SCIENTIFIC ADVICE FOR FISHERIES MANAGEMENT IN 2004
In November 2003, Fisheries Commissioner Fischler presented the European Commission¡¯s analysis of the latest scientific advice delivered by the International Council for the Exploration of the Sea (ICES) and the Scientific, Technical and Economic Committee on Fisheries (STECF).
According to scientists, cod, whiting and southern hake stocks are in such an alarming condition that an outright ban should be imposed. ICES advised a moratorium on fisheries of cod in the North Sea, Skagerrak, Eastern Channel, Irish Sea and West of Scotland and on whiting in the Irish Sea. In the case of hake from Ireland down to Portugal, ICES recommended rebuilding plans and zero catch for southern hake. Rebuilding plans were also advised for plaice in the North Sea, cod and plaice in the Celtic Sea and sole in the western Channel and Bay of Biscay.
ICES' report was not all negative. North Sea haddock stocks are at the highest level in thirty years and stocks of mackerel and saithe are also in good condition.
Commissioner Fischler concluded that fisheries management by Total Allowable Catches (TACs) alone is not sufficiently effective in controlling the rate of exploitation in mixed demersal (living close to the sea floor) fisheries. Fishing effort has to be controlled to reduce fishing mortality and to rebuild endangered stocks.
The European Commission negotiates fisheries agreements with third countries on behalf of the member states. Fisheries agreements become more and more important due to the imbalance between on the one hand, European demand for fish and the fishing capacity of the EU fleet and on the other, the dwindling fish stocks in European waters. The nature of the fisheries agreement varies in terms of the partner country. Reciprocity agreements - exchanging fishing opportunities in their respective waters - are usually concluded with Northern European countries which have the capacity to fully exploit their resources. With other countries which do not fully exploit their fishery resources, in particular African and Indian Ocean countries, the EU pays a financial contribution to access their fishing zones. Criticism on the EU's CFP being flagrantly incoherent with EU development policy objectives prompted the Commission's publication of a Communication announcing a move from purely commercial arrangements to partnership agreements. The aim of these new partnership agreements is to gradually develop a policy leading to sustainable fisheries while achieving the development objectives.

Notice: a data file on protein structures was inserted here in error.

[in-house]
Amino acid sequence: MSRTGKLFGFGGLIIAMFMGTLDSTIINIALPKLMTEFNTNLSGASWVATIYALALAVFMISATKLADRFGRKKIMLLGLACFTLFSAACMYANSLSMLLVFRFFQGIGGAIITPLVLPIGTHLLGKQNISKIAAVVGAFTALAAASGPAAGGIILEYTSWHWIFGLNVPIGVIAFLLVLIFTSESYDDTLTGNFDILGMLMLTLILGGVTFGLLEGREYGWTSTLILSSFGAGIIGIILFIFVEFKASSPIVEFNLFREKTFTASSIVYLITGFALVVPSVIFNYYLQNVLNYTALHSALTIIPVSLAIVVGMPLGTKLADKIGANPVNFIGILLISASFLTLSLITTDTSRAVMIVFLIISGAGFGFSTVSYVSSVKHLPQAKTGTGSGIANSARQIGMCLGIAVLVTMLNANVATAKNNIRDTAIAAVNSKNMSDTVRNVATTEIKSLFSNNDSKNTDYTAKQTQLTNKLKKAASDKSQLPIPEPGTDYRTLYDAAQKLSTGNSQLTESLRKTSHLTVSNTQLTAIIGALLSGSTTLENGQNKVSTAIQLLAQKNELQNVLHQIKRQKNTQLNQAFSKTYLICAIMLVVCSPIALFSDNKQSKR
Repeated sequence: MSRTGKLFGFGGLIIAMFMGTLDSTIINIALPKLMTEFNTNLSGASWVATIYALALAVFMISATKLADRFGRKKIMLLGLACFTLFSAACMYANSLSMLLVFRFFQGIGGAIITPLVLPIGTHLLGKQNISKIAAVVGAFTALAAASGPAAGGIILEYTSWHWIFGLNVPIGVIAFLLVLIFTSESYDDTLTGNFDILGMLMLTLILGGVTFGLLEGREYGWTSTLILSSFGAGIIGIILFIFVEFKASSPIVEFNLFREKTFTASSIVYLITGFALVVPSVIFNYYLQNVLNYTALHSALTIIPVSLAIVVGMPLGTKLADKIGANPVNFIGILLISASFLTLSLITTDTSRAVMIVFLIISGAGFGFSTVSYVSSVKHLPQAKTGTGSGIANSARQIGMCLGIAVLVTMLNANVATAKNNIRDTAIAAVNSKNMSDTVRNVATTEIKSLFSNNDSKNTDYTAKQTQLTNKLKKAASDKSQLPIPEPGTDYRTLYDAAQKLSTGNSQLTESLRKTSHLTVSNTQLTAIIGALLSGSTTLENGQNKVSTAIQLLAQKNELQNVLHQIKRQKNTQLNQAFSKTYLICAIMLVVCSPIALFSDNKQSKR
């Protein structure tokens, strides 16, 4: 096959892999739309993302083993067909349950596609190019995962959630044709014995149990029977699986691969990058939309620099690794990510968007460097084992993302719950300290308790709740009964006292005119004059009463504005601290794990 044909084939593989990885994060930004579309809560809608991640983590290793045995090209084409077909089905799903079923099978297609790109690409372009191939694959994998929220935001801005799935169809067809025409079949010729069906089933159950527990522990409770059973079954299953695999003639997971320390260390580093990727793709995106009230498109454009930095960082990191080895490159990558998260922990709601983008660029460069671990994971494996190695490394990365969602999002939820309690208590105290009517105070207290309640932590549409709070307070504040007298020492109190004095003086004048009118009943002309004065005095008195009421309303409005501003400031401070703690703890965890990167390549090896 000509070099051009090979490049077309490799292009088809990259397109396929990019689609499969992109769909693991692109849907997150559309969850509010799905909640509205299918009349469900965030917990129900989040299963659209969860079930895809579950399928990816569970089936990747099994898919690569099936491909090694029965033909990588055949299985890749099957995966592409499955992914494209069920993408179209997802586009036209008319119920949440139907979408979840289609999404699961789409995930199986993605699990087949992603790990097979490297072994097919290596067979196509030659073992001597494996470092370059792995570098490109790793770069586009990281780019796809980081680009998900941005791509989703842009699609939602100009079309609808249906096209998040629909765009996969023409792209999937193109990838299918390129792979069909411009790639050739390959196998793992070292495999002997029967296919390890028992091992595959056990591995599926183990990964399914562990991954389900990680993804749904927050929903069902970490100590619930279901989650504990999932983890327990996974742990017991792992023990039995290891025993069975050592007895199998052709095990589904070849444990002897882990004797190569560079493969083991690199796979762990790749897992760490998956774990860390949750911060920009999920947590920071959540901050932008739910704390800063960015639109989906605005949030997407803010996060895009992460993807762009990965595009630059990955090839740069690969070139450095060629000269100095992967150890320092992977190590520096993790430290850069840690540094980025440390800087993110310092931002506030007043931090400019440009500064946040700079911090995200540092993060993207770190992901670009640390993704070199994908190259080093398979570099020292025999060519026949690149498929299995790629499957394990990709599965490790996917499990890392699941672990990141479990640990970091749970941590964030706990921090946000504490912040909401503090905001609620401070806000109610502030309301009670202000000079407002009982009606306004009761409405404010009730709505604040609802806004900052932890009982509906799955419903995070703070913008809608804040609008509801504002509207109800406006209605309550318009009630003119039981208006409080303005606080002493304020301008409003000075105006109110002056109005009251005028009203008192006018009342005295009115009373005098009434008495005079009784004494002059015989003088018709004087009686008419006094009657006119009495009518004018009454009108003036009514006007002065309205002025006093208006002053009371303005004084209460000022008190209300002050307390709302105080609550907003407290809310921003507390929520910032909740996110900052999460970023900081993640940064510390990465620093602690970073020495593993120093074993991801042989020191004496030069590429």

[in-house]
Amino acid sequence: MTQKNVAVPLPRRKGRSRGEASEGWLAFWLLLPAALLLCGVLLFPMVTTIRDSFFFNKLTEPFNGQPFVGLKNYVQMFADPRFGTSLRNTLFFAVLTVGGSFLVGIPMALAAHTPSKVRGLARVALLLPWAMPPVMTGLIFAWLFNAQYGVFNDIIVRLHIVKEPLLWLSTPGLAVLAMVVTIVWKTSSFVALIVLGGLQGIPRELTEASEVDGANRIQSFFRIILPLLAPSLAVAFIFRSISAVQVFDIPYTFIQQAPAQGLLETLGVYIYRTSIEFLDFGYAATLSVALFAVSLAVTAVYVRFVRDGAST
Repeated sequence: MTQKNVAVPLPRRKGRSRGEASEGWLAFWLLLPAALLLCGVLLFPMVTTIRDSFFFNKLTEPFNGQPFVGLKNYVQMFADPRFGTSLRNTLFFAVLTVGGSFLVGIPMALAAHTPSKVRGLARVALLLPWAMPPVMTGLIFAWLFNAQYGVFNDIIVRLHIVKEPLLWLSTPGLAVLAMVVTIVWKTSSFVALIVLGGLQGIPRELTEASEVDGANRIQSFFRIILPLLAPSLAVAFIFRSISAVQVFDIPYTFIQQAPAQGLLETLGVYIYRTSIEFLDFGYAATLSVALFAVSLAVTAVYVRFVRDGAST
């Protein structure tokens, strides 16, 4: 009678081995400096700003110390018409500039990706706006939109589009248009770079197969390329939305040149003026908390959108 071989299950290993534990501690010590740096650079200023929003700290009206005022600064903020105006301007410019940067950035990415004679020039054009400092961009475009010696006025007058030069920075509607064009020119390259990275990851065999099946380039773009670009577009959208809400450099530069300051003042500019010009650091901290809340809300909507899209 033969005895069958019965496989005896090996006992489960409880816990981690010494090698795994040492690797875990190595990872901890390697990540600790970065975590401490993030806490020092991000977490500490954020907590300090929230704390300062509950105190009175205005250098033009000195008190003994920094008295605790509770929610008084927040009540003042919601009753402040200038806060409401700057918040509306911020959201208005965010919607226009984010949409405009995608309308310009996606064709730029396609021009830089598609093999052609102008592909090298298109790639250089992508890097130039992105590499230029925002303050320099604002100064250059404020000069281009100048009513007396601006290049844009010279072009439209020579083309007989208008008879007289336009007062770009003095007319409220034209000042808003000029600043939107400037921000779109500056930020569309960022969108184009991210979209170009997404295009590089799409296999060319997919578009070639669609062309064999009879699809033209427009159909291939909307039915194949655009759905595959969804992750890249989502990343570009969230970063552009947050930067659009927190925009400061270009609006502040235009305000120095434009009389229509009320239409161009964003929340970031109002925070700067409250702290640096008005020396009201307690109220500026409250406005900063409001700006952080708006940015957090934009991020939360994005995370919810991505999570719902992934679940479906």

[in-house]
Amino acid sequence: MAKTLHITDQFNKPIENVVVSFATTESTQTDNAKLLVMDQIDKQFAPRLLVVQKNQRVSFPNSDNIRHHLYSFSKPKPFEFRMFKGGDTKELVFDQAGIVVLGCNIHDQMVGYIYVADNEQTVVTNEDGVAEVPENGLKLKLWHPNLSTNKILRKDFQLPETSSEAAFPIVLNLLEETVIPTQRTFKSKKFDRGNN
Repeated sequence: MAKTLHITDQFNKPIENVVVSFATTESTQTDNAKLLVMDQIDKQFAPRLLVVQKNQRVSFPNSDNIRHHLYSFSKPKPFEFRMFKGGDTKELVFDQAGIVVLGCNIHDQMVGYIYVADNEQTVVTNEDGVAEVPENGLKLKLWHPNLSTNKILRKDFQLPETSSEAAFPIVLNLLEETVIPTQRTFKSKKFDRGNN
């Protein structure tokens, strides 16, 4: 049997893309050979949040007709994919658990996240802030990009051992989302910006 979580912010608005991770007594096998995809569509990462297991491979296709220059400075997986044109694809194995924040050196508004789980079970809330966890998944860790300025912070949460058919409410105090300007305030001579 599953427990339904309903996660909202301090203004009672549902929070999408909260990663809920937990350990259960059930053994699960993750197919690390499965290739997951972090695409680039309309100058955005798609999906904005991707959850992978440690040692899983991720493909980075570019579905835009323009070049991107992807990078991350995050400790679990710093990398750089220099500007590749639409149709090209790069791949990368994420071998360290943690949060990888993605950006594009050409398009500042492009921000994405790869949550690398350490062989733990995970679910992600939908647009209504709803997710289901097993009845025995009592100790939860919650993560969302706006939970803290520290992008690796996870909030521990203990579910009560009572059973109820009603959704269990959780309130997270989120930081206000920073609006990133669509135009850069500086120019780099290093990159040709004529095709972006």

Third countries exporting fisheries products to the EU must have public health legislation and inspection systems in place equivalent to those in the EU. A guidance document for third country authorities on the procedures to be followed when importing live animals and animal products into the EU was published on the Internet in October 2003.
Third countries authorized to export fishery products and bivalve mollusks to the EU are classified into two categories. The first category includes "fully harmonized" countries which have been audited by an EU inspection team and for which a specific decision has been taken under Council Directive 91/493/EEC (directive on production standards for fishery products). A list of establishments (processing plants, factory vessels and freezer vessels) is included in these specific decisions together with the format of the health certificate. The second category includes "pre-listed" countries which, although not yet inspected by the Commission's Food and Veterinary Office, have supplied sufficient guarantees concerning their inspection systems and sanitary requirements to be judged equivalent. Imports from such countries may only be marketed in the importing member state. In order to move from the "pre-listed" country group to the "fully harmonized group", the U.S. was audited in the summer of 2003.